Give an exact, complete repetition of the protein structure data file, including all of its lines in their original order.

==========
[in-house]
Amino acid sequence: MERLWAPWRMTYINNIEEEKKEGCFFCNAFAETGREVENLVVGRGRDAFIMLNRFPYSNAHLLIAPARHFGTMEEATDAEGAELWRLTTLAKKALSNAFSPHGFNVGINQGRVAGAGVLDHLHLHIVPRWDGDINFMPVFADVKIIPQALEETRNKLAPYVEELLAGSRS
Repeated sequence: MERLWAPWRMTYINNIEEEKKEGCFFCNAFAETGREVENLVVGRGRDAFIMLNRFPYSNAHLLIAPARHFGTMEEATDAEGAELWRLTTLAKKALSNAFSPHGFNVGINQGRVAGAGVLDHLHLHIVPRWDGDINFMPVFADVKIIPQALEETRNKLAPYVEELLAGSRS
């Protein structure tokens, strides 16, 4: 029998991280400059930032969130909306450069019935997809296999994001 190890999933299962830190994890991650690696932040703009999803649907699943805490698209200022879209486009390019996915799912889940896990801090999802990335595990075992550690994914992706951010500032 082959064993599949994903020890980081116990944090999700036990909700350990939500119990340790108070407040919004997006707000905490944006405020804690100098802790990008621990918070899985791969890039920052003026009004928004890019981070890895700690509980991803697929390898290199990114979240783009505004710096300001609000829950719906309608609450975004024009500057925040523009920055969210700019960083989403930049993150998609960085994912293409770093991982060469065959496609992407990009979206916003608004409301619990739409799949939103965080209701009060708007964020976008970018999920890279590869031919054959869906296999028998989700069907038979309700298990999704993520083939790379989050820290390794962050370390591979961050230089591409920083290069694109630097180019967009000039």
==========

[in-house]
Amino acid sequence: MERLWAPWRMTYINNIEEEKKEGCFFCNAFAETGREVENLVVGRGRDAFIMLNRFPYSNAHLLIAPARHFGTMEEATDAEGAELWRLTTLAKKALSNAFSPHGFNVGINQGRVAGAGVLDHLHLHIVPRWDGDINFMPVFADVKIIPQALEETRNKLAPYVEELLAGSRS
Repeated sequence: MERLWAPWRMTYINNIEEEKKEGCFFCNAFAETGREVENLVVGRGRDAFIMLNRFPYSNAHLLIAPARHFGTMEEATDAEGAELWRLTTLAKKALSNAFSPHGFNVGINQGRVAGAGVLDHLHLHIVPRWDGDINFMPVFADVKIIPQALEETRNKLAPYVEELLAGSRS
């Protein structure tokens, strides 16, 4: 029998991280400059930032969130909306450069019935997809296999994001 190890999933299962830190994890991650690696932040703009999803649907699943805490698209200022879209486009390019996915799912889940896990801090999802990335595990075992550690994914992706951010500032 082959064993599949994903020890980081116990944090999700036990909700350990939500119990340790108070407040919004997006707000905490944006405020804690100098802790990008621990918070899985791969890039920052003026009004928004890019981070890895700690509980991803697929390898290199990114979240783009505004710096300001609000829950719906309608609450975004024009500057925040523009920055969210700019960083989403930049993150998609960085994912293409770093991982060469065959496609992407990009979206916003608004409301619990739409799949939103965080209701009060708007964020976008970018999920890279590869031919054959869906296999028998989700069907038979309700298990999704993520083939790379989050820290390794962050370390591979961050230089591409920083290069694109630097180019967009000039």